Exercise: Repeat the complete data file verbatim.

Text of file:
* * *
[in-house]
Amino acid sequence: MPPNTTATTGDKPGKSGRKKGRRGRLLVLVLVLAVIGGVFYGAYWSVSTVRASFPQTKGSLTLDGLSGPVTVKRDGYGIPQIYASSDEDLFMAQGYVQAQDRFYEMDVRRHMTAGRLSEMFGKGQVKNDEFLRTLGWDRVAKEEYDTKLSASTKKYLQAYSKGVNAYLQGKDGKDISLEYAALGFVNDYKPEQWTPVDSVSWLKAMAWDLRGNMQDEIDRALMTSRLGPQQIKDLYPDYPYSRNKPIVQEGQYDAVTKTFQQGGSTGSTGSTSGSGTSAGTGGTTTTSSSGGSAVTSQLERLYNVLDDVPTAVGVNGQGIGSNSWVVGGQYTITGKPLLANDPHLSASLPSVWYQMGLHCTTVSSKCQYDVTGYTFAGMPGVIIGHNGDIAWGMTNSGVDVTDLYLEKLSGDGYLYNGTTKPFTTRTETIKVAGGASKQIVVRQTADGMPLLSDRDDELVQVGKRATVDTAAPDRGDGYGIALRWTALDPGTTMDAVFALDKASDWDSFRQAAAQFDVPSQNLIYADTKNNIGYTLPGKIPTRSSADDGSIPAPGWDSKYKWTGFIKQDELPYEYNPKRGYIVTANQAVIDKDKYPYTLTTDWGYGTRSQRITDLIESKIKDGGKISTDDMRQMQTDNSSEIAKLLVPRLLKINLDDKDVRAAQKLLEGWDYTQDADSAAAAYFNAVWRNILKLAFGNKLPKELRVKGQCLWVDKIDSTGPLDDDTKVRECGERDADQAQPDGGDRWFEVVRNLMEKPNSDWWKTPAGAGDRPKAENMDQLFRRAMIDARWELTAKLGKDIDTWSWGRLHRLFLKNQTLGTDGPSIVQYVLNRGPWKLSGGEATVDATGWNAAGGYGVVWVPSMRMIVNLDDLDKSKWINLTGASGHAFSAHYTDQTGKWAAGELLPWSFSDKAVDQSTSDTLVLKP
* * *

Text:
[in-house]
Amino acid sequence: MPPNTTATTGDKPGKSGRKKGRRGRLLVLVLVLAVIGGVFYGAYWSVSTVRASFPQTKGSLTLDGLSGPVTVKRDGYGIPQIYASSDEDLFMAQGYVQAQDRFYEMDVRRHMTAGRLSEMFGKGQVKNDEFLRTLGWDRVAKEEYDTKLSASTKKYLQAYSKGVNAYLQGKDGKDISLEYAALGFVNDYKPEQWTPVDSVSWLKAMAWDLRGNMQDEIDRALMTSRLGPQQIKDLYPDYPYSRNKPIVQEGQYDAVTKTFQQGGSTGSTGSTSGSGTSAGTGGTTTTSSSGGSAVTSQLERLYNVLDDVPTAVGVNGQGIGSNSWVVGGQYTITGKPLLANDPHLSASLPSVWYQMGLHCTTVSSKCQYDVTGYTFAGMPGVIIGHNGDIAWGMTNSGVDVTDLYLEKLSGDGYLYNGTTKPFTTRTETIKVAGGASKQIVVRQTADGMPLLSDRDDELVQVGKRATVDTAAPDRGDGYGIALRWTALDPGTTMDAVFALDKASDWDSFRQAAAQFDVPSQNLIYADTKNNIGYTLPGKIPTRSSADDGSIPAPGWDSKYKWTGFIKQDELPYEYNPKRGYIVTANQAVIDKDKYPYTLTTDWGYGTRSQRITDLIESKIKDGGKISTDDMRQMQTDNSSEIAKLLVPRLLKINLDDKDVRAAQKLLEGWDYTQDADSAAAAYFNAVWRNILKLAFGNKLPKELRVKGQCLWVDKIDSTGPLDDDTKVRECGERDADQAQPDGGDRWFEVVRNLMEKPNSDWWKTPAGAGDRPKAENMDQLFRRAMIDARWELTAKLGKDIDTWSWGRLHRLFLKNQTLGTDGPSIVQYVLNRGPWKLSGGEATVDATGWNAAGGYGVVWVPSMRMIVNLDDLDKSKWINLTGASGHAFSAHYTDQTGKWAAGELLPWSFSDKAVDQSTSDTLVLKP